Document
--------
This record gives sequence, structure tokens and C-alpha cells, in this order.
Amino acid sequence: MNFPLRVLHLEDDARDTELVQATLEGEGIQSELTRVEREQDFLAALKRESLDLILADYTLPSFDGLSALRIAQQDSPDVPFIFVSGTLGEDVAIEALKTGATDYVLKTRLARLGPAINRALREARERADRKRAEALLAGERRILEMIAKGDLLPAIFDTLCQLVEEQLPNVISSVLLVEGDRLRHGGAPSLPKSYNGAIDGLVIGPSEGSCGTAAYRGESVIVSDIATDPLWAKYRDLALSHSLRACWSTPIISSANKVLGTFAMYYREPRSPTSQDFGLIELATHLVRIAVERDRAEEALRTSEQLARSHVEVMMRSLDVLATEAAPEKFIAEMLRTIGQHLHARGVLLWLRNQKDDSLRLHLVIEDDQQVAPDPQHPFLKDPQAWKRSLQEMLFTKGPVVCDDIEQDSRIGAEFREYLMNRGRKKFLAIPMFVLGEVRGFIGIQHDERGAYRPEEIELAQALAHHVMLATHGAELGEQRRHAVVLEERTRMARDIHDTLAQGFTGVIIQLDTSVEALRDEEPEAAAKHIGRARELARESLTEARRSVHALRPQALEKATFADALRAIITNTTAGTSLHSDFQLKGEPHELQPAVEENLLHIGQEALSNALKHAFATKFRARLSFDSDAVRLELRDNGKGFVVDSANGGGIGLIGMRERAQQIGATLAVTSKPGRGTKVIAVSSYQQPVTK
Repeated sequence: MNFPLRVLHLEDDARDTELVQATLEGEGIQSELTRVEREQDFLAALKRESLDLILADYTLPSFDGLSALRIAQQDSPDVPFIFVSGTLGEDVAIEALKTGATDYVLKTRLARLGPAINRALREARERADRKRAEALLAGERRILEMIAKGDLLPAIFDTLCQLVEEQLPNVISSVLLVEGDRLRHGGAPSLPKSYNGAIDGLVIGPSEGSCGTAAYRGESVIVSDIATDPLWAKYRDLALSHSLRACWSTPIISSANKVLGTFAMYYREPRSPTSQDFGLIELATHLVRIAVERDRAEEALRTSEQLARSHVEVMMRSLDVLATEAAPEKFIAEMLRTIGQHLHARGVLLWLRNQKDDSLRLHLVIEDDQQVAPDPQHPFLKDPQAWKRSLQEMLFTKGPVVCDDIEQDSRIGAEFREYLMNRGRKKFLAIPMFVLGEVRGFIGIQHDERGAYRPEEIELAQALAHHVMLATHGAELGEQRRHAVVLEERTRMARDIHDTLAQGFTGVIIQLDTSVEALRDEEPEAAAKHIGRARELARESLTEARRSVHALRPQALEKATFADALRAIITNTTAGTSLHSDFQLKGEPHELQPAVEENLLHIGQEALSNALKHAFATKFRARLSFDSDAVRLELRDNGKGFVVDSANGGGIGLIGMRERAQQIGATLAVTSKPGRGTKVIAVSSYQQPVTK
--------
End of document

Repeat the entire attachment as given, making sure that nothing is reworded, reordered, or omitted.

This record gives sequence, structure tokens and C-alpha cells, in this order.
Amino acid sequence: MNFPLRVLHLEDDARDTELVQATLEGEGIQSELTRVEREQDFLAALKRESLDLILADYTLPSFDGLSALRIAQQDSPDVPFIFVSGTLGEDVAIEALKTGATDYVLKTRLARLGPAINRALREARERADRKRAEALLAGERRILEMIAKGDLLPAIFDTLCQLVEEQLPNVISSVLLVEGDRLRHGGAPSLPKSYNGAIDGLVIGPSEGSCGTAAYRGESVIVSDIATDPLWAKYRDLALSHSLRACWSTPIISSANKVLGTFAMYYREPRSPTSQDFGLIELATHLVRIAVERDRAEEALRTSEQLARSHVEVMMRSLDVLATEAAPEKFIAEMLRTIGQHLHARGVLLWLRNQKDDSLRLHLVIEDDQQVAPDPQHPFLKDPQAWKRSLQEMLFTKGPVVCDDIEQDSRIGAEFREYLMNRGRKKFLAIPMFVLGEVRGFIGIQHDERGAYRPEEIELAQALAHHVMLATHGAELGEQRRHAVVLEERTRMARDIHDTLAQGFTGVIIQLDTSVEALRDEEPEAAAKHIGRARELARESLTEARRSVHALRPQALEKATFADALRAIITNTTAGTSLHSDFQLKGEPHELQPAVEENLLHIGQEALSNALKHAFATKFRARLSFDSDAVRLELRDNGKGFVVDSANGGGIGLIGMRERAQQIGATLAVTSKPGRGTKVIAVSSYQQPVTK
Repeated sequence: MNFPLRVLHLEDDARDTELVQATLEGEGIQSELTRVEREQDFLAALKRESLDLILADYTLPSFDGLSALRIAQQDSPDVPFIFVSGTLGEDVAIEALKTGATDYVLKTRLARLGPAINRALREARERADRKRAEALLAGERRILEMIAKGDLLPAIFDTLCQLVEEQLPNVISSVLLVEGDRLRHGGAPSLPKSYNGAIDGLVIGPSEGSCGTAAYRGESVIVSDIATDPLWAKYRDLALSHSLRACWSTPIISSANKVLGTFAMYYREPRSPTSQDFGLIELATHLVRIAVERDRAEEALRTSEQLARSHVEVMMRSLDVLATEAAPEKFIAEMLRTIGQHLHARGVLLWLRNQKDDSLRLHLVIEDDQQVAPDPQHPFLKDPQAWKRSLQEMLFTKGPVVCDDIEQDSRIGAEFREYLMNRGRKKFLAIPMFVLGEVRGFIGIQHDERGAYRPEEIELAQALAHHVMLATHGAELGEQRRHAVVLEERTRMARDIHDTLAQGFTGVIIQLDTSVEALRDEEPEAAAKHIGRARELARESLTEARRSVHALRPQALEKATFADALRAIITNTTAGTSLHSDFQLKGEPHELQPAVEENLLHIGQEALSNALKHAFATKFRARLSFDSDAVRLELRDNGKGFVVDSANGGGIGLIGMRERAQQIGATLAVTSKPGRGTKVIAVSSYQQPVTK